What's Going On With the Sun This Week?

Solar flares, canyons of fire... it seems like it's trying to get our attention.

Our sun has really got a flair for flares lately. The third solar flare in two days peaked at 11:03 a.m. Eastern time Friday, and it was ranked as an X2.1. Solar flares come in classifications according to their x-ray brightness: C, M, and X (in order of increasing intensity). A previous flare came at this morning at 4:01 am Eastern time, which was an X1.7—an X2 is twice as intense as an X1. Flares of the X-class variety are known to cause radio degradation or blackouts. These were both, clearly, more intense than the M-class flare we wrote about yesterday. This week, NASA also released a video (below) taken in late September. The video depicts a 200,000 mile-long solar material filament that "rips through" the corona, leaving behind a (not-scary-at-all-sounding) canyon of fire. But let it be known, NASA concedes that no, the sun is not actually made of fire, but rather plasma.

So what is going on up there? We're currently at the solar maximum—that time in the 11-year cycle when solar activity is at its greatest. But for scientists, it's been a strange one, with limited sun spots. And, if you think back to a New York Times article from September, some were actually wondering why the solar maximum was so mild. Words like "halfhearted," "dud," "tranquil," and "slacker" were thrown around to describe the star we orbit. Space scientist Joseph M. Kunches even told the Times, "You look at the Sun today and you say, 'What?'"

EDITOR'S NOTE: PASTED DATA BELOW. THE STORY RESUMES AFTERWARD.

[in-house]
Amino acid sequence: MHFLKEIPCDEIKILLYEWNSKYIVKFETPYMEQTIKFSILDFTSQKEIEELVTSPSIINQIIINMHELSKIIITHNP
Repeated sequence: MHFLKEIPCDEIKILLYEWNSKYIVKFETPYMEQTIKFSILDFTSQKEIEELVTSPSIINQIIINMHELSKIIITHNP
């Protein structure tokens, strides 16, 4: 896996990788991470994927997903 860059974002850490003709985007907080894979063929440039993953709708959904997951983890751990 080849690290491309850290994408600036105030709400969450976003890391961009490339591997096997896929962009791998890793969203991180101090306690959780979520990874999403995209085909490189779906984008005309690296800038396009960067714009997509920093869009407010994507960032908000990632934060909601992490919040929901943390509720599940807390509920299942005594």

Well, it seems like the sun has heard the tauntings of us mortals loud and clear.

While the talk of flares and canyons and mass ejections might sound frightening, this statement on NASA's website might help calm you down: "Increased numbers of flares are quite common at the moment, since the sun is near solar maximum. Humans have tracked solar cycles continuously since they were discovered in 1843, and it is normal for there to be many flares a day during the sun's peak activity."

NOAA's Space Weather Prediction Center is also monitoring the situation. As of the time of this writing, the SWPC says there's no sign of a coronal mass ejection from the latest flare , and that they're unlikely to cause geomagnetic storm activity that will affect Earthlings, but we're still awaiting minor effects from an ejection earlier this week, which could hit some time today.